RSP 2019 Program

Rapid System Prototyping will be part of ESWeek'19 and will be held on October 17-18, 2019.
The current version of the program is presented below.

The proceedings can be downloaded through this secured link. Access credentials will be provided during the event to the registered attendees.

Workshop location:

NYU Brooklyn Campus, 370 Jay St, Brooklyn, NY
Room 1015
Detailed access information and directions can be found at this link:


October, 17th (Thursday)


09:00 - 10:00    Keynote 1 - Session Chair: Brett H. Meyer, McGill University

  • 09:00 - Siddharth Garg (New York University), "A Critical Viewpoint on the use of Machine Learning for Electronic Design Automation"

10:00 - 10:30    Coffee Break

10:30 - 12:00    Session 1 - Software - Session Chair: Henri-Pierre Charles, CEA-LIST

  • 10:30 - Louis Bonicel, Roland Bohrer, Benoit Leprettre, Frédéric Rousseau and Frédéric Pétrot, "Multi-Triggered Embedded Software Code Generation for Electrical Metering and Protection Applications"
  • 11:00 - Keita Miura, Shota Tokunaga, Noriyuki Ota, Yoshiharu Tange and Takuya Azumi, "Autoware Toolbox: MATLAB/Simulink Benchmark Suite for ROS-based Self-driving Software Platform"
  • 11:30 - (Short) Josue Quiroga, Marti Torrents, Nehir Sonmez, Dimitris Theodoropoulos, Ferad Zyulkyarov and Mario Nemirovsky, "Evaluation of a Rack-Scale Disaggregated Memory Prototype for Cloud Data Centers"

11:50 - 13:30    Lunch

13:30 - 15:00    Session 2 - Security, Verification and Reliability - Session Chair: Sungjoo Yoo, Seoul National University

  • 13:30 - Tobias Strauch, "Combining Simulation and FPGA Based Verification to an Affordable and Ultra-Fast Multi-Billion-Gate Verification System"
  • 14:00 - Derek Yu, Michael Vaquier, Evan Laflamme, Gabrielle Doucette-Poirier, Justin Tremblay and Brett Meyer, "ARINC-825TBv2: A Hardware-in-the-loop Simulation Platform for Aerospace Security Research"
  • 14:30 - (Short) Amira Guesmi, Ihsen Alouani, Mouna Baklouti, Tarek Frikha, Atika Rivenq and Mohamed Abid, "HEAP: A Heterogeneous Approximate Floating-Point Multiplier for Error Tolerant Applications"

14:50 - 15:30    Coffee Break

15:30 - 16:30    Session 3System Modeling and Prototyping - Session Chair: Kenneth Kent, University of New Brunswick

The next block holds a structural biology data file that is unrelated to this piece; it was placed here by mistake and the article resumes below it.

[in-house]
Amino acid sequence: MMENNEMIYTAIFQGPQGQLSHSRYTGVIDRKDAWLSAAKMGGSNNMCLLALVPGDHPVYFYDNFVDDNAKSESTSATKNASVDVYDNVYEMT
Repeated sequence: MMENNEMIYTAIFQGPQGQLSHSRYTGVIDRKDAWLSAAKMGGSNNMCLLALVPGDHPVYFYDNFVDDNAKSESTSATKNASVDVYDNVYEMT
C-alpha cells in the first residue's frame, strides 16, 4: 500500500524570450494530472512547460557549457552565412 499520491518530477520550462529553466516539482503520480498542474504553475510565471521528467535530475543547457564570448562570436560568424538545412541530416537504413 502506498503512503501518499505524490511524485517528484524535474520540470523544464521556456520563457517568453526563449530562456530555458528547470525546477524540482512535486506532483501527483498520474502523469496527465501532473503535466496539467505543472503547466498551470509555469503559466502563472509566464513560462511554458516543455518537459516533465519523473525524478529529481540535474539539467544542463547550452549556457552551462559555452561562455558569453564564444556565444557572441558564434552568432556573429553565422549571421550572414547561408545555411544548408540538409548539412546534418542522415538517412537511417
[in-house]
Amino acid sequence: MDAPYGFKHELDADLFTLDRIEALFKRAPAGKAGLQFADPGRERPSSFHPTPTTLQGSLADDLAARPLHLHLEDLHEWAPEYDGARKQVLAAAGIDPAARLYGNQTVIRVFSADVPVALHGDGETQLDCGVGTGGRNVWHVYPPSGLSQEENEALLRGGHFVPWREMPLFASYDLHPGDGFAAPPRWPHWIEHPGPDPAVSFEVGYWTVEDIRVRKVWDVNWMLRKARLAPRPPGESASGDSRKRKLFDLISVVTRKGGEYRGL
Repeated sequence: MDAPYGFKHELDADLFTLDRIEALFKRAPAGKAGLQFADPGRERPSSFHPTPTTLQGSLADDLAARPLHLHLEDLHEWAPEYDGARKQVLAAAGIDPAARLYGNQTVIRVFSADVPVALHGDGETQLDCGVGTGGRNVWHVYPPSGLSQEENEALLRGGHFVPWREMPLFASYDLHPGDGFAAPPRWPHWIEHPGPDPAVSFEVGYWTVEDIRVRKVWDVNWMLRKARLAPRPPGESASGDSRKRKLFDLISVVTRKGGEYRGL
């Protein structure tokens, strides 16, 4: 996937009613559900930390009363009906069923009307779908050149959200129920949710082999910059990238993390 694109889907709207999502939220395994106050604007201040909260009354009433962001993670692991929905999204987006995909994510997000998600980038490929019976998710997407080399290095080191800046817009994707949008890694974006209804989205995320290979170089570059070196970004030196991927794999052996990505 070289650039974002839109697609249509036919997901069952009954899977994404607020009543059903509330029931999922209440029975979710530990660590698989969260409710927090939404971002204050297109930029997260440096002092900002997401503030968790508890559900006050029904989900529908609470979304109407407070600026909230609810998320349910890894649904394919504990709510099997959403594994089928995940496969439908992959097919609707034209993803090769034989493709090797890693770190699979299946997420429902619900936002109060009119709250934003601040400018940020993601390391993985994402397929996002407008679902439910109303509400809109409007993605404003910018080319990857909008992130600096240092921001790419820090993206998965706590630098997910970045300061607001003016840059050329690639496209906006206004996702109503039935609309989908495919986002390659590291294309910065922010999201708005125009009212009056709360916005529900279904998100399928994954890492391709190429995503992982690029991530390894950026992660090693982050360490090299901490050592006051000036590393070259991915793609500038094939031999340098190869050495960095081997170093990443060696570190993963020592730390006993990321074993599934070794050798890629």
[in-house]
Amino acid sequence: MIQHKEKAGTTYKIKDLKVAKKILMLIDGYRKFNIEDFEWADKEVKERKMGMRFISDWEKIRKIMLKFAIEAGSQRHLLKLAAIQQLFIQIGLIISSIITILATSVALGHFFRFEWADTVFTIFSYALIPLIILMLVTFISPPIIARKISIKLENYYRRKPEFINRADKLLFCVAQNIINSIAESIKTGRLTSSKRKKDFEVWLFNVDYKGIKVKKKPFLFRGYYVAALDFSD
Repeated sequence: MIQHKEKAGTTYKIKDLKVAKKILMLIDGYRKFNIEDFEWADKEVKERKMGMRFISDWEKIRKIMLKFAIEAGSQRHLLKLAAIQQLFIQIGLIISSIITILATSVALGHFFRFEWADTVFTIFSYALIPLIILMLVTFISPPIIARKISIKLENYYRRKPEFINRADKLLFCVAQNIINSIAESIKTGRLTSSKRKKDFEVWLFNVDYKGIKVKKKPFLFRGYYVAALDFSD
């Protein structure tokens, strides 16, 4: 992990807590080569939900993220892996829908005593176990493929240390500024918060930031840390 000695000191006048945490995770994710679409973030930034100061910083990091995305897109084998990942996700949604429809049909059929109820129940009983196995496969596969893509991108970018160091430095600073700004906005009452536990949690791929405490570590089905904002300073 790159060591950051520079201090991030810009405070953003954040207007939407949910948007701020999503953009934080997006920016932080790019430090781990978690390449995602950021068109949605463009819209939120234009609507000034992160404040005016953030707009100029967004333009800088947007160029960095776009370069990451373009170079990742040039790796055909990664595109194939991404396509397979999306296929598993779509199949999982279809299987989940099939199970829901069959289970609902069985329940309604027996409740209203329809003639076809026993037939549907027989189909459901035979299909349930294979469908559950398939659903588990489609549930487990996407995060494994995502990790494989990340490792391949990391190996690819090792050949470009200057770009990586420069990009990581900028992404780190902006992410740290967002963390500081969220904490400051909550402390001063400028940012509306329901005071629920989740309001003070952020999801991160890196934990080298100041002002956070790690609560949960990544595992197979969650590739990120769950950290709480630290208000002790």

• 15:30 - Salah Eddine Saidi, Amir Charif, Tanguy Sassolas, Pierre-Guillaume Le Guay, Henrique Vicente Souza and Nicolas Ventroux, "Fast Virtual Prototyping of Cyber-Physical Systems using SystemC and FMI: ADAS Use Case"
  • 16:00 - Artur Rataj and Etienne Borde, "Fast and robust modelling using a direct translation from a robotic application to its abstracted behaviour"


October, 18th (Friday)

09:00 - 10:00    Keynote 2 - Session Chair: Brett H. Meyer, McGill University

  • 09:00 - Ayse K. Coskun (Boston University), "Intelligent Analytics for Improving Computer System Design"

10:00 - 10:30    Coffee Break

10:30 - 12:10    Session 4 - Hardware - Session Chair: Frédéric Rousseau - TIMA, University Grenoble-Alpes

  • 10:30 - Charles Hartsell, Nagabhushan Mahadevan, Shreyas Ramakrishna, Abhishek Dubey, Theodore Bapty, Taylor T Johnson, Xenofon Koutsoukos, Janos Sztipanovits and Gabor Karsai, "CPS Design with Learning-Enabled Components: A Case Study"
  • 11:00 - No Show
  • 11:30 - (Short) Riyane Sid Lakhdar, Henri-Pierre Charles and Maha Kooli, "Toward Modeling Cache-Miss Ratio for Dense-Data-Access-Based Optimization"
  • 11:50 - (Short) Scott Young, Alexandrea Demmings, Nasrin Ivari, Jean-Philippe Legault and Kenneth Kent, "Verilog Loop Unrolling, Module Generation, Part-Select and Arithmetic Right Shift Support in Odin II"

12:10 - 13:30    Lunch & End of Symposium


Keynote 1

Siddharth Garg (New York University), "A Critical Viewpoint on the use of Machine Learning for Electronic Design Automation"